Recent evidence suggests that alterations in Fyn, a Src family kinase, might contribute to AD pathogenesis [42]. In addition, Fyn plays a role in the regulation of Aβ production and mediates Aβ-induced synaptic deficits and neurotoxicity [43]. Fyn also induces tyrosine phosphorylation of tau [44]. It is believed that a critical early step in AD pathophysiology is the process by which Aβ interacts with the neuronal surface to trigger downstream pathology, including hyperphosphorylation of tau. Fyn has been implicated in this signaling pathway. A Phase II study of saracatinib (AZD0530), a small molecule inhibitor with high potency for Src and Fyn, for the treatment of AD is currently being conducted by the ADCS.


Despite the recent negative Phase III clinical trial results for immunotherapeutics in mild to moderate AD, data from trials have raised optimism for anti-amyloid therapies. Specifically, anti-amyloid immunotherapy has now demonstrated its ability to engage CNS Aβ and modify downstream biomarkers (in the case of bapineuzumab) and shown possible cognitive benefit in mild AD (in the case of solanezumab). The entry of potent BACE inhibitors into late stage clinical trials provides additional opportunities to test the ‘amyloid hypothesis’, as do ongoing studies in earlier stages of AD. Enhanced trial methodologies, such as enrichment for preclinical AD (i.e., asymptomatic yet biomarker positive) and composite endpoints with enhanced sensitivity to detect change in early stages of AD, may further improve our capability to demonstrate clinical efficacy. Clinical studies of populations enriched for AD, including autosomal dominant forms of AD, as well as individuals with Down syndrome, will undoubtedly better inform our understanding of early biomarker changes in AD.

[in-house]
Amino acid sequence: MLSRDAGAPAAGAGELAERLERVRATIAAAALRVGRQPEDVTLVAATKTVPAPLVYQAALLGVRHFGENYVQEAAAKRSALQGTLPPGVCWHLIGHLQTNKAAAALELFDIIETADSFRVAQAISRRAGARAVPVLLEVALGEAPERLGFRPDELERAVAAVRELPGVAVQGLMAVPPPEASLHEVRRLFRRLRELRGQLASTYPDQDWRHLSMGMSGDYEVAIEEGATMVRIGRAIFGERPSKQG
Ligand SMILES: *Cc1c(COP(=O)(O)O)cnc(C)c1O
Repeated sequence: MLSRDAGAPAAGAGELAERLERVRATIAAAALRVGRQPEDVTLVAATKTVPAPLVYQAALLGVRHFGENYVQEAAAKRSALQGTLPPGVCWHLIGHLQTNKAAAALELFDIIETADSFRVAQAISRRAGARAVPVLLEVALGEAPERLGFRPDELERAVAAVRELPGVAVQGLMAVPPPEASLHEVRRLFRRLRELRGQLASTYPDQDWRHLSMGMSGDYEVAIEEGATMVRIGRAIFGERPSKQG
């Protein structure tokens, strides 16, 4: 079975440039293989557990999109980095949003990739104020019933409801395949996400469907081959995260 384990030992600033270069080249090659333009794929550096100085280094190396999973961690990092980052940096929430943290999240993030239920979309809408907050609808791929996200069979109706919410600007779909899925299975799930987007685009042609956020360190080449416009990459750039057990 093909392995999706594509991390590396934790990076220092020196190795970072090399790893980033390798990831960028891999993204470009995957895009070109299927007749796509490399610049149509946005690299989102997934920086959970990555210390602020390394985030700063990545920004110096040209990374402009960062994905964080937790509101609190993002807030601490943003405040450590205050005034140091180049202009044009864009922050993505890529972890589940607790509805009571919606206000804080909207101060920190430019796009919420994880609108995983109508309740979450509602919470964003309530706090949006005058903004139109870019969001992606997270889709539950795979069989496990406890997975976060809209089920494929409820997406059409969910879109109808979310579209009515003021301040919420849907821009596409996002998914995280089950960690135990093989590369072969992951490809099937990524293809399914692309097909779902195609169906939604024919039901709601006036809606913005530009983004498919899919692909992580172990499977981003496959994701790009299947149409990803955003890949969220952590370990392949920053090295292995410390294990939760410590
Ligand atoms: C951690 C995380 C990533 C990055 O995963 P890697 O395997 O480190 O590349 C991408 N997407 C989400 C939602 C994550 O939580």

As efforts continue towards characterization and diagnosis of AD in its earliest stages, there is growing confidence in the field that we will have a disease-modifying drug that sufficiently engages the appropriate target while adequately assessed in the right phase of the disease, when it will presumably have the greatest efficacy. Tremendous efforts are underway in evaluating different mechanisms of action across the various stages of the AD continuum: preclinical, prodromal, and the dementia phases (Table 1). Progress in understanding the development of tau abnormalities in relation to Aβ deposition and onset of symptoms with new imaging techniques has opened up new avenues for therapeutic research. New compounds targeting tau, including passive immunotherapies, are moving toward human clinical studies. Taken together, these efforts offer the greatest hope of treating this relentless neurodegenerative disease.

Table 1 Selected Alzheimer’s disease drug development programs